But first out of the gate in April was "The Sneaky Chef: Simple Strategies for Hiding Healthy Foods in Kids' Favorite Meals," by Missy Chase Lapine, published by the Running Press, an imprint owned by Perseus Books.
A former publisher of Eating Well magazine, Lapine writes about how she developed a "hiding technique" to get her picky daughters to eat what she wanted them to.
Then came "Deceptively Delicious: Simple Secrets to Get Your Kids Eating Good Food," by Jessica Seinfeld, published in early October by Collins, a division of HarperCollins. In it Jessica Seinfeld tells of a weekly ritual she and her husband have of creating dozens of containers of vegetable purees to be added to meals for their three kids during the week.
Readers on Amazon.com immediately began comparing the two, testing recipes to see which book they liked better. And after Seinfeld appeared on Oprah on Oct. 8, sales of the book took off.
Seinfeld said thank you to the talk show host by sending Winfrey 21 pairs of shoes.
No one is accusing anyone of plagiarism. The idea of putting pureed vegetables in kids' food has been written about elsewhere many times, and recipes on the Internet abound for such dishes as brownies spiked with spinach and pudding with avocado. But the timing of the two books has certainly stirred more than appetites.
"The overlap in recipes seems pretty suspicious," wrote one reviewer on Amazon. "It's a bit sad really."
"Both of them approach the concept of hiding and deceiving your children using pureed foods and sneaking them into other recipes," she told The Early Show co-host Harry Smith. "But I have to say that I think since the cave woman, moms have been grinding, pureeing, folding, layering to get their kids to eat something."
Collins says it's just coincidence, but Perseus says some details closely mirror one another.
"Our author has also expressed some concerns about the many similarities between the books, and we understand and share her concerns," the publishing company said in a statement.
2According to Steve Ross, president of Collins, his company received a 130-some page proposal from Lapine for her book in May 2006. The company rejected it because they believed it was similar to another book in the works called "Lunch Lessons" by Ann Cooper and Lisa Holmes.
In June 2006, Seinfeld submitted her proposal with the help of an agent, and HarperCollins representatives met with her, partly because of her high profile, Ross said.
At that meeting, staff who sampled her recipes for macaroni and cheese and meatballs were "wowed," he said.
"In person, she was such an articulate and passionate spokesperson and advocate for the idea of having your children eat nutritious foods," he said. The company acquired the rights to the book in June.
Meanwhile, Lapine got a deal with Running Press after an auction among six different publishers, she said. She also pitched Oprah several times.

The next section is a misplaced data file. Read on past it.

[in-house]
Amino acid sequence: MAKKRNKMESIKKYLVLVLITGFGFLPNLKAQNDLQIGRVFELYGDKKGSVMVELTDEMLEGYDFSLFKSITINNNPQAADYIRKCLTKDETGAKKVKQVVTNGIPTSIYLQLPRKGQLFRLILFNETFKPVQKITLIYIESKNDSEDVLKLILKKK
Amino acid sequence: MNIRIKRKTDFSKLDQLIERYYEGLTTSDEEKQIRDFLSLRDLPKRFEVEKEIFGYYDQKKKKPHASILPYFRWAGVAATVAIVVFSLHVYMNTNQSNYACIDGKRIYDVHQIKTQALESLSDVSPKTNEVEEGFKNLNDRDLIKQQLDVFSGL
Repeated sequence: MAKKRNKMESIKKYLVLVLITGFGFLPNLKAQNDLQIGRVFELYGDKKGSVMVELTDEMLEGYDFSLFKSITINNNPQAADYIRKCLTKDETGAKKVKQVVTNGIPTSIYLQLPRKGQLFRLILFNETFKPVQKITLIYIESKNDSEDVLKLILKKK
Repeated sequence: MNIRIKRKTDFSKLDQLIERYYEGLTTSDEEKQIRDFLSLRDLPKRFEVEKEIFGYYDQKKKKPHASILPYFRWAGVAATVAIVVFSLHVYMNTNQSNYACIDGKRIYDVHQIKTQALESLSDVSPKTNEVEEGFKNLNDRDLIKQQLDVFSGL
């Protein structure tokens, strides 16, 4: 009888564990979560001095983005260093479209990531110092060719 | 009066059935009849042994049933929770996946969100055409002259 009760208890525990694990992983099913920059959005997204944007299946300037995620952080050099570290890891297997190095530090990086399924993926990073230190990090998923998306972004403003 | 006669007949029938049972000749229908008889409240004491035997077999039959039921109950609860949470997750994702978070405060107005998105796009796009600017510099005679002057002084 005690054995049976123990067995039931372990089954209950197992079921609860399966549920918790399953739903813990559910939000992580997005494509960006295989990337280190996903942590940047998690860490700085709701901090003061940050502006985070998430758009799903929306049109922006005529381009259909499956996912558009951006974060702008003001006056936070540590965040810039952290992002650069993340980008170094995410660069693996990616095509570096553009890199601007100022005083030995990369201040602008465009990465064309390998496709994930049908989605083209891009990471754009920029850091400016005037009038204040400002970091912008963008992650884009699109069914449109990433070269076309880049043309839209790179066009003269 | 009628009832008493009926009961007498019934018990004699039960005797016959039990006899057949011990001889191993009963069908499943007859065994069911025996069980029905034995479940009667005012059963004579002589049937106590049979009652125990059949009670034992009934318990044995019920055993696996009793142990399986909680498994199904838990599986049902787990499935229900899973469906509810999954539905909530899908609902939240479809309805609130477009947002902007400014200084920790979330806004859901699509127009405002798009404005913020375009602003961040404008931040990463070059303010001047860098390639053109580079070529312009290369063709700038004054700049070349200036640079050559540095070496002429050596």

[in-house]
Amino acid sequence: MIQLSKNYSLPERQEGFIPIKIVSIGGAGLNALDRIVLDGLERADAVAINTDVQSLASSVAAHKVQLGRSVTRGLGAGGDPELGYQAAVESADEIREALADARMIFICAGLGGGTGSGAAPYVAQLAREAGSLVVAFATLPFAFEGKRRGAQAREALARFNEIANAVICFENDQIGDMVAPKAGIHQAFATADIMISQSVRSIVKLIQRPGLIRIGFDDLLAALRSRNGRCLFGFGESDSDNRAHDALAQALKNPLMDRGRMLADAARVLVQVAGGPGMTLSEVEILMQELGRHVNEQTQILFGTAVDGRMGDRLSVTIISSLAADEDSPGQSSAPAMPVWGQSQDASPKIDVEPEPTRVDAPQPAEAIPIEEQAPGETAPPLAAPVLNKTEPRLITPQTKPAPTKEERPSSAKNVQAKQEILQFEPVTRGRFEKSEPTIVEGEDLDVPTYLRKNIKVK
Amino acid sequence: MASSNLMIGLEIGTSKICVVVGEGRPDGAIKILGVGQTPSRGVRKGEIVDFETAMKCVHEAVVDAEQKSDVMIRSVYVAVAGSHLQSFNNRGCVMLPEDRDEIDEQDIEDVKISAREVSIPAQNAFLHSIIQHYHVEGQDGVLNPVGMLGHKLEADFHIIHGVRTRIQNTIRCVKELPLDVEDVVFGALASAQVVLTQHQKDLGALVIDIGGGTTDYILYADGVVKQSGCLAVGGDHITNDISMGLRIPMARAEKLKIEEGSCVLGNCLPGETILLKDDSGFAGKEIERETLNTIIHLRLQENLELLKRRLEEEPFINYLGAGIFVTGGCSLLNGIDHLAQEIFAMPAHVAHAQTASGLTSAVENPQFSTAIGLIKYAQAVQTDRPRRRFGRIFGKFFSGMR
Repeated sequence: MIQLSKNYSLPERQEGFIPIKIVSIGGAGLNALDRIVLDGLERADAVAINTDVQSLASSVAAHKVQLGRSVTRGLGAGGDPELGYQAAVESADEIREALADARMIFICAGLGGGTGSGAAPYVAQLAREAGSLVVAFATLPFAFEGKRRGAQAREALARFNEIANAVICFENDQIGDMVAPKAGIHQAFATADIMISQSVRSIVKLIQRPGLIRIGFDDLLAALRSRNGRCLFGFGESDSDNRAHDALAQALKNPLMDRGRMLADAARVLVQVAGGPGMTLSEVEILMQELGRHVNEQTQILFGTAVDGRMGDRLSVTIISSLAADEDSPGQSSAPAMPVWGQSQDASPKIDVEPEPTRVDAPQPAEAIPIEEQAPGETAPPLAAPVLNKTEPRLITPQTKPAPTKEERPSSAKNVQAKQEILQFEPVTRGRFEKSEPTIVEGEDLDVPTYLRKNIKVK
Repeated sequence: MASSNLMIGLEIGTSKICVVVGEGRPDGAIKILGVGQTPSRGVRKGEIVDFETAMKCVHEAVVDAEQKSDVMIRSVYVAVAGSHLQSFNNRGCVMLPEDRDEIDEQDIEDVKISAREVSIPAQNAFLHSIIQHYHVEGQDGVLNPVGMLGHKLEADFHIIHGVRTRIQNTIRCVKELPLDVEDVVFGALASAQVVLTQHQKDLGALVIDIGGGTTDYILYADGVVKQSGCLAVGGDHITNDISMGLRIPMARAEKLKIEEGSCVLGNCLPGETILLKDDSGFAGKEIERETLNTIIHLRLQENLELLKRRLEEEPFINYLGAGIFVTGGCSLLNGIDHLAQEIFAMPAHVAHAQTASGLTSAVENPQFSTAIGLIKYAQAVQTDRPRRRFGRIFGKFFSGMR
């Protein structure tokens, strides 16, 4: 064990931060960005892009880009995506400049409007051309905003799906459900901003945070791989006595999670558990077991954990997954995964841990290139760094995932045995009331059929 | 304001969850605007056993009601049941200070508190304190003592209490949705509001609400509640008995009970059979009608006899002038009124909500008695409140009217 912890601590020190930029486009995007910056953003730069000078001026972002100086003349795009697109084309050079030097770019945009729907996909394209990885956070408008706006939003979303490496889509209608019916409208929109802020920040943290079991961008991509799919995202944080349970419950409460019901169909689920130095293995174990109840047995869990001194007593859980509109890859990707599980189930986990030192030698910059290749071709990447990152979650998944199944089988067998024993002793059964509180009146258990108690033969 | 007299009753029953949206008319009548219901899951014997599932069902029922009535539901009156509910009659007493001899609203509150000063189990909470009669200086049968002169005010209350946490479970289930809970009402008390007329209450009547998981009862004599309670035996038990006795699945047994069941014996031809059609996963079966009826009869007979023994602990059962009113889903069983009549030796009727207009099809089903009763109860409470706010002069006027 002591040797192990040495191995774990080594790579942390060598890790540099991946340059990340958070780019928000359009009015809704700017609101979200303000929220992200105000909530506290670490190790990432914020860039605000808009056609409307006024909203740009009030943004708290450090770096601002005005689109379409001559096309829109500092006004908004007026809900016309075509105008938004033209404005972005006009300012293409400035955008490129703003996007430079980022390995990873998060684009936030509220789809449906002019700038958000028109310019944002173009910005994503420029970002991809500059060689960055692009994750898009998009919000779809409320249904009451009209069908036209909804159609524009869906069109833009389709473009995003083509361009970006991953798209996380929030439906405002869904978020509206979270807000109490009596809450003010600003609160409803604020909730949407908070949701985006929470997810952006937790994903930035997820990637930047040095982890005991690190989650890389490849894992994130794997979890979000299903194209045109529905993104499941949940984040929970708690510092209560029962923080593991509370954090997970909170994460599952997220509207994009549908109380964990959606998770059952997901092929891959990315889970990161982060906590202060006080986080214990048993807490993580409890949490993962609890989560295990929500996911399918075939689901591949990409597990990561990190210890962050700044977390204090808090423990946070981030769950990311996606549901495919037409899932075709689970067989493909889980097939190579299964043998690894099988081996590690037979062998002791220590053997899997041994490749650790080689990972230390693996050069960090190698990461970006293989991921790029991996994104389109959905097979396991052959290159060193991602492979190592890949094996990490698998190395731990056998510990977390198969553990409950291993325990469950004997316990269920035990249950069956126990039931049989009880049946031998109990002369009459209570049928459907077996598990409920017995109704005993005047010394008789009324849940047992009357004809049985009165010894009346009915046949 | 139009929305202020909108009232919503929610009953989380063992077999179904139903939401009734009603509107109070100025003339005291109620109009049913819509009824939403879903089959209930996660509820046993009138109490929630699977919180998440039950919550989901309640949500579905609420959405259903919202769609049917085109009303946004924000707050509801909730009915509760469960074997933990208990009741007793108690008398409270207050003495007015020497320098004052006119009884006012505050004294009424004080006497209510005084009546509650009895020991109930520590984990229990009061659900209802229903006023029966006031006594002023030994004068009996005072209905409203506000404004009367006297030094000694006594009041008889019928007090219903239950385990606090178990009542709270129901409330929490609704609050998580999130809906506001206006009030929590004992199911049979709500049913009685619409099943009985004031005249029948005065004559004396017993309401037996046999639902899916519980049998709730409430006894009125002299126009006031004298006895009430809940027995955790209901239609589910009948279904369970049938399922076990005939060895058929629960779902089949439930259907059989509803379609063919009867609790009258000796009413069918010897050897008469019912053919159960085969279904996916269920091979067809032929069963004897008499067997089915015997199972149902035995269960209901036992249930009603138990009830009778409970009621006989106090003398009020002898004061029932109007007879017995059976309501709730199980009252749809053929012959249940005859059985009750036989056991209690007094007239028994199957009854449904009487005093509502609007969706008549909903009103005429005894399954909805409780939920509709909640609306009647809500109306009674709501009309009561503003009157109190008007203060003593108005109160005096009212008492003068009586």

"Missy's idea is a great one and I would have thought it would have been seized by a publisher and Oprah right away, but she's not a media mega-mom like Jessica Seinfeld," Biggers said.
Even the covers of the book are alike. The cover of "The Sneak Chef" features a chef cartoon holding carrots behind her back and winking. On "Deceptively Delicious" a woman is winking and has carrots on her cutting board.
Biggers said one recipe in particular gave her pause: the gilled cheese.
"Putting a puree of butternut squash in between two slices of cheese; that's pretty unique," she said. "And keep in mind that Jessica's book came out about six months after Missy Lapine's book did."
"I got really upset," said Lapine. "My visceral action was 'Oh my god.' I was, like, heartbroken. I knew there was a book coming out by a famous person that was so incredibly similar."
David Steinberger, president and CEO of The Perseus Books Group, said he wrote a letter to HarperCollins expressing concern about the similarities.
While Collins did modify the cover to put the carrots on a counter, Ross said that was not in response to the letter. The company made no other changes, Ross said.
"We reviewed the allegations and found them to be completely without merit," he said.
Steinberger said Perseus is trying to get more information on how the similarities may have happened.
Seinfeld said she has never seen or read "The Sneaky Chef."
"My book came from years of trying to get my own children to eat healthy foods -- my own trial and error in my own kitchen," she said in a statement. "The idea of pureeing vegetables has been around for decades."
Seinfeld's agent, Jennifer Rudolph Walsh from William Morris Agency, said she and Seinfeld began discussing the idea in 2005. She said the book was already being bound when "The Sneaky Chef" came out.
Lapine said she is not accusing anyone of anything. But she said it does "hurt" to see someone else given credit for her method.
But with Americans focused on obesity and getting kids to eat better, both books are doing well: Seinfeld's will reach No. 1 on The New York Times best-seller list for hardcover advice books Oct. 28, and Lapine's will be at No. 9 on the paperback counterpart list, according to the newspaper.
Collins is working around the clock to keep up with demand, Ross said, with 2.3 million copies of the book expected to be in print by the end of January.